Our canine companions have little say in some of the changes that happen in our life like having a baby, moving to a new home, or taking a job with longer working hours. We should of course consider the needs of our canines when making decisions that will impact them, but we’re often put in those same situations at a moments notice too. So how much should you worry about separation anxiety in the Bullmastiff? Let’s find out.
We’ll dive right in and look at how the breeds energy level can affect their level of separation anxiety. The Bullmastiff reaches maturity around 3 years of age, and with their puppy and teenage years coming to a close, their energy level drops a bit. They are generally a pretty low-energy breed, but they will range closer to moderate-energy for their first three years of life. They don’t need much exercise throughout the day so taking them for a longer walk before you’re going to be gone longer than normal can help keep them sleeping happily for longer. They aren’t prone to destructive behaviours once they reach maturity and prefer to doze in a comfy spot most of the day, but as with all guardian breeds, they are happiest when their whole family is home.
The Bullmastiff is fairly trainable and willing to please their calm, consistent leader which can come in handy when their life is uprooted. You want to train them and start easing them into new routines as early as possible and this can be easier when they are tired. Remember, your Bullmastiff’s ancestors were bred to be estate guardians so they prefer situations that are familiar so they can easily spot anything amiss. Keeping their routines as familiar as possible will help to transition them into their new life whether that be a new home, a new baby, or less time with you.
FAMILY & SOCIAL
The Bullmastiff is a devoted family canine that thrives when someone is with them but they are generally quite comfortable being alone. It’s still critical that you work on their confidence alone from an early age and build up the time they are left alone rather than jump in. Bullmastiff’s are capable of destroying their kennel, chewing the any number of things, and other destructive behaviours when they aren’t trained to accept being alone. Moderate exercise, quality bonding, and crate training are going to be key in keeping your Bullmastiff from developing separation anxiety. Since you never know when you might suddenly start working more or be home later, it’s crucial that you teach this acceptance early on and keep this training maintained throughout the life of your Bullmastiff. It will make many of life changes easier for both your canine and you to adapt to at a moments notice.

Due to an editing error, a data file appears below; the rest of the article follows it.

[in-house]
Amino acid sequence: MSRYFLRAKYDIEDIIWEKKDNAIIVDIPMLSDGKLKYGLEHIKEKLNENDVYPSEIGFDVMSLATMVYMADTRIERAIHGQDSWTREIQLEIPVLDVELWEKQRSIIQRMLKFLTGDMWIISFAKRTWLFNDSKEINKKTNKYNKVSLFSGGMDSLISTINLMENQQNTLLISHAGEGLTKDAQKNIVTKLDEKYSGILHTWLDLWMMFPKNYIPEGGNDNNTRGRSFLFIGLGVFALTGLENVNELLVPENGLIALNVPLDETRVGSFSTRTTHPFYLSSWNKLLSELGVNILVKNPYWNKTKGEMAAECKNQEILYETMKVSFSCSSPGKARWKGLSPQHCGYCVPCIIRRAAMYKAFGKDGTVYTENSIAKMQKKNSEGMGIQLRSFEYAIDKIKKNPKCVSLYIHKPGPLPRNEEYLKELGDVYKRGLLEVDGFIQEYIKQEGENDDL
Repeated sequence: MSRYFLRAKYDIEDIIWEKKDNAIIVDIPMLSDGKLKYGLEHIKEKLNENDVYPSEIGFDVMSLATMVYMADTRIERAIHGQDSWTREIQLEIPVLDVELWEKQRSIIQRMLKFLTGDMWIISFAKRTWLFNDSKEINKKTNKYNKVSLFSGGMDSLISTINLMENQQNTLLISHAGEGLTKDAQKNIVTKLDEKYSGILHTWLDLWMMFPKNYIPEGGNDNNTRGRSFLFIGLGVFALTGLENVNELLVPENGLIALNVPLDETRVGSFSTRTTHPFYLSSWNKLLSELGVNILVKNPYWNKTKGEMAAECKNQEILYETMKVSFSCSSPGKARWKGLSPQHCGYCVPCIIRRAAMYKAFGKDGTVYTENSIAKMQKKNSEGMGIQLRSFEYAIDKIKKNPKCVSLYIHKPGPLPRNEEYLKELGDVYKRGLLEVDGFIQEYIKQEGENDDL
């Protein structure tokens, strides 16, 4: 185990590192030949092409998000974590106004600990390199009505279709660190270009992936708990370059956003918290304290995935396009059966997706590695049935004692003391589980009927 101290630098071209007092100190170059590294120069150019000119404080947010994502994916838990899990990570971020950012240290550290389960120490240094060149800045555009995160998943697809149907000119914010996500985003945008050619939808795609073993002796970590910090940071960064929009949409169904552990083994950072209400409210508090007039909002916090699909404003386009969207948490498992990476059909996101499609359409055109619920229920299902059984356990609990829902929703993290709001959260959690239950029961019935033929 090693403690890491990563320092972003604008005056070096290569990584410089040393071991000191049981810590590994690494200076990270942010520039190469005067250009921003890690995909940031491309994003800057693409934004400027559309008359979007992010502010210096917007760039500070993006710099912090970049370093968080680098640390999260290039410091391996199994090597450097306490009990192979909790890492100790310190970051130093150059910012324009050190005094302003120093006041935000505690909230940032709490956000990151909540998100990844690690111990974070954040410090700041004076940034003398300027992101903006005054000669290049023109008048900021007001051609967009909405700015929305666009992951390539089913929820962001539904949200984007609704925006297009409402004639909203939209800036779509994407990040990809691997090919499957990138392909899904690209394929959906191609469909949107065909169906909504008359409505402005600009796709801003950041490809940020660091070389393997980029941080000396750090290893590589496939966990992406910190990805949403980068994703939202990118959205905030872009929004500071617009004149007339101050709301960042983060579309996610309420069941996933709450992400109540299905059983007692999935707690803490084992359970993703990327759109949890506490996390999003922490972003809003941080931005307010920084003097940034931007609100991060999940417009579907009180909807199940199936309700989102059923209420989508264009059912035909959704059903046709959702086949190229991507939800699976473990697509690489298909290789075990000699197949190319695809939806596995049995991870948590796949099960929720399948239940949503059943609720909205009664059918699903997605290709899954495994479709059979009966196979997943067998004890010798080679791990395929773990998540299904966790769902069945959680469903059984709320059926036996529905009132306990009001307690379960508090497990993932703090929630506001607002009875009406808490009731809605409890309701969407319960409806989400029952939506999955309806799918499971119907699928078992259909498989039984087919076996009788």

Bullmastiff’s are incredibly devoted and affectionate with their family, so changes in their life that result in less time with you, or the rest of the family, are going to be the hardest for them to adjust to. If you’ve taken a job with longer hours and don’t have a family member that can be there, you’ll need to work harder when exercising and bonding with them in the morning and evening. If you or someone your Bullmastiff trusts can be there for an hour or two in the middle of the day to give them some attention then they’ll be far less prone to developing separation anxiety. As with most things, it’s easiest to make the adjustment in stages if possible and get creative when making accommodations if it’s not. Keep in mind that if you know a life change that will directly impact the amount of time you can spend with Bullmastiff is coming, start adjusting to the new routine as early as possible.
Overall, the Bullmastiff is one of the few guardian breed dogs out there that doesn’t often develop intense separation anxiety, but you’ll still want to train them in and for a variety of situations since it’s impossible to know what changes you’ll experience in their life. Their guarding instincts and devotion are going to be two of your biggest factors when considering how to prevent separation anxiety so start working on those early and then often throughout their life to make changes as easy on them, and you, as possible.